COVID-19 Human Rights Crisis on Top of Health and Economic impacts

Statement posted on Twitter by the Office of the United Nations High Commissioner for Human Rights (OHCHR) on the conditions faced by migrants in Central America. April 23, 2020.

April 29, 2020 – COVID-19 started as a public health emergency but has evolved into something much more complicated, raising serious concerns about human rights across the Americas. Measures to prevent the spread of the virus fall within states’ emergency powers, which are generally used for public disturbances and not for pandemics or economic crises. The challenge at hand is to address the pandemic as well as respond to human rights violations and an economy weakened by the need to distance from one another.


At the state level, human rights violations are taking place through oppressive government practices as well as a lack of response to the needs brought on by the crisis. While no country was prepared to address an emergency of this magnitude, responses have exposed and magnified a host of underlying problems, including social inequities, discriminatory policies and weak rule of law.  Many governments have taken the pandemic as license to indulge authoritarian tendencies that both undermine basic human rights and fail to keep communities safe. 


International organizations such as the U.N. have expressed their concern for the well-being of migrants and have insisted that countries make do of their obligations to respond to these groups. Global civil society networks and organizations have also stood in solidarity with migrants by holding states accountable to their responsibilities and advocating for the protection of vulnerable groups. Below we address some of the multiple and complex violations of people’s rights:


  • Right to Health

The lack of access to health care for migrant and refugee women and industrial workers is a cause for concern. Deportations of people from the United States and Mexico continue, despite the increase in cases of people with symptoms and confirmed patients of COVID-19. Deportations and returns are one of the most critical sources of contagion in Mexico and northern Central America. Guatemala has asked the United States to suspend deportations to prevent further contagion. Also alarming is the spread of the virus within prisons, jails and immigration detention centers, a problem that is often addressed by deporting people, rather than caring for their health. 


  • Right to Food 

The 53 million people living in poverty in Mexico are even more vulnerable during this crisis, especially indigenous populations. The impact of the coronavirus pandemic on Latin America’s economic future could lead to widespread food insecurity.


  • Right to Housing

The loss of income for people who work in the informal sector is already impacting countries like Honduras, where families have been left destitute. The crisis in this country is expected to be aggravated by the decrease in remittances from immigrants living in the United States.


  • Right to Education

“Study at home,” the education plan in Mexico, has failed to consider [lack of] access to the internet or television by students living in rural areas. Similar situations are observed in Guatemala, Honduras and El Salvador.  Disparities in education- a driver of economic inequality-was already a serious problem in the region and can be expected to worsen.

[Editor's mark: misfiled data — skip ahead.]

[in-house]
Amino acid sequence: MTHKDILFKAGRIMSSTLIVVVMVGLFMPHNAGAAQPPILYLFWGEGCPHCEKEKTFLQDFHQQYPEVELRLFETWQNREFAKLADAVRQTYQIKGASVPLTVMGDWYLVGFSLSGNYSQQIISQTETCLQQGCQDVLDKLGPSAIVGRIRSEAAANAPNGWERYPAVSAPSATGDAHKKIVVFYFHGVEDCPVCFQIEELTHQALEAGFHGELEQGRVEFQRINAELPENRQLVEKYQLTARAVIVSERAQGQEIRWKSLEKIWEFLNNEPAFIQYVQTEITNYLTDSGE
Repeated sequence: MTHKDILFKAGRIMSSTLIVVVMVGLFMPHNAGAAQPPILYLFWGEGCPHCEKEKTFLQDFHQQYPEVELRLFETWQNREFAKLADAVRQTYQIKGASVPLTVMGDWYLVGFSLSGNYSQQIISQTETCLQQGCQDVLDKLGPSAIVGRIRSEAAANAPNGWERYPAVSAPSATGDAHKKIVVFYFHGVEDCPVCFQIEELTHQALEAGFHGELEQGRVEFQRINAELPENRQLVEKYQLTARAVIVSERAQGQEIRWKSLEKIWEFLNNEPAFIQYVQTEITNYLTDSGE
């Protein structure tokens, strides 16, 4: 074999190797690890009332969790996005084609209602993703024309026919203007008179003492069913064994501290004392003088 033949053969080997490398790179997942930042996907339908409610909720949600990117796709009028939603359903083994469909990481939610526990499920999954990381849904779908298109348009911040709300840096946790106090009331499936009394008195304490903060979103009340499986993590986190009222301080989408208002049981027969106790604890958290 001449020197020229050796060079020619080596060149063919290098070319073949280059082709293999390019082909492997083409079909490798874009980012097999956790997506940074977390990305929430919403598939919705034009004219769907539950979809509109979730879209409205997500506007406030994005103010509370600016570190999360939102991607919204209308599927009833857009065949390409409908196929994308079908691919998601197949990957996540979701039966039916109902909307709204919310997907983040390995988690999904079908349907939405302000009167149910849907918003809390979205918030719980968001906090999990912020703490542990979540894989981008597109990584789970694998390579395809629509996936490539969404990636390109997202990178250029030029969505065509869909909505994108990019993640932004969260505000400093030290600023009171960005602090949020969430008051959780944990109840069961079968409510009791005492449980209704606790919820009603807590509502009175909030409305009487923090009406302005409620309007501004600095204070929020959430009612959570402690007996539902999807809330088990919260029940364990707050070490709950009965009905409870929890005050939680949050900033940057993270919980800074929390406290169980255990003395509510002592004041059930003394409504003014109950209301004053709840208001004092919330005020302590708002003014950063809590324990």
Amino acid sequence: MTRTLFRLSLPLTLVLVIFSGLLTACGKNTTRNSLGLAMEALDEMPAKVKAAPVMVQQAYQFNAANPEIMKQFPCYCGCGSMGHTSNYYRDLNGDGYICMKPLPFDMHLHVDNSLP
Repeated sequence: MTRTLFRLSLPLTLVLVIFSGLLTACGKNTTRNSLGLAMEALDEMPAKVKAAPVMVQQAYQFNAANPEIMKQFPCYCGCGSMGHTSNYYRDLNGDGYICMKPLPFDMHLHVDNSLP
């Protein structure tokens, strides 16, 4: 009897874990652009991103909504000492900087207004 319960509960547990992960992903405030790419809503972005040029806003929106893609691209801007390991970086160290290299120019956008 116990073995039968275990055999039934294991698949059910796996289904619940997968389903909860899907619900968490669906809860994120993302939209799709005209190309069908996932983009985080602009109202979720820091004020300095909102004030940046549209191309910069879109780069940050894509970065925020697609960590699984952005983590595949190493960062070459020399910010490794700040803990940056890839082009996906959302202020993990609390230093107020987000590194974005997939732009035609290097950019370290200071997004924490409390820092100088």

• Right to Work 

Government Labor Departments have a wide range of responses, as documented in this OAS report.  In Mexico, 28 million people are at risk of becoming unemployed, while many work without adequate protection.  In the United States, essential workers, many of whom are immigrants, are continuing to work without the safety measures needed to protect their health and may find themselves under the threat of deportation. 


  • Right to Personal Liberties 

In El Salvador there have been more than 700 illegal arrests of people who violated stay-at-home orders. The Bukele administration announced its intention to disregard the ruling from the Constitutional Chamber that ordered the government to suspend these arrests.


  • Rights to Personal Integrity

In Mexico, health care workers are being attacked by people who consider them a threat to their health. In  Honduras, people are also being denounced by security officials for being out after curfew.


  • Right to Privacy

In El Salvador, the government issued a decree authorizing health authorities to enter homes to evaluate health measures.  But in practice, members of the armed forces are trespassing homes, without any presence of health professionals.


  • Right to Information

Mexico and El Salvador have violated people’s right to information, relying on “emergency” measures, or simply by shutting down offices that provide critical information to the public, making it much more difficult to assess the measures taken by the government to address the pandemic.


  • Right to life

El Salvador President Nayib Bukele has authorized the use of lethal force by the police and army after an increase in homicides over the past weekend.


Human Rights violations in the Americas did not start with the Coronavirus pandemic.  But the handling of the crisis serves as a potent reminder of how fragile the systems are to protect  rights across the region. Rights violations cannot be excused as a necessary consequence of pandemic response.  Just the opposite–the growing human rights crisis lays bare the structural problems that require a coordinated and vigorous response from civil society networks, the media and human rights defenders.

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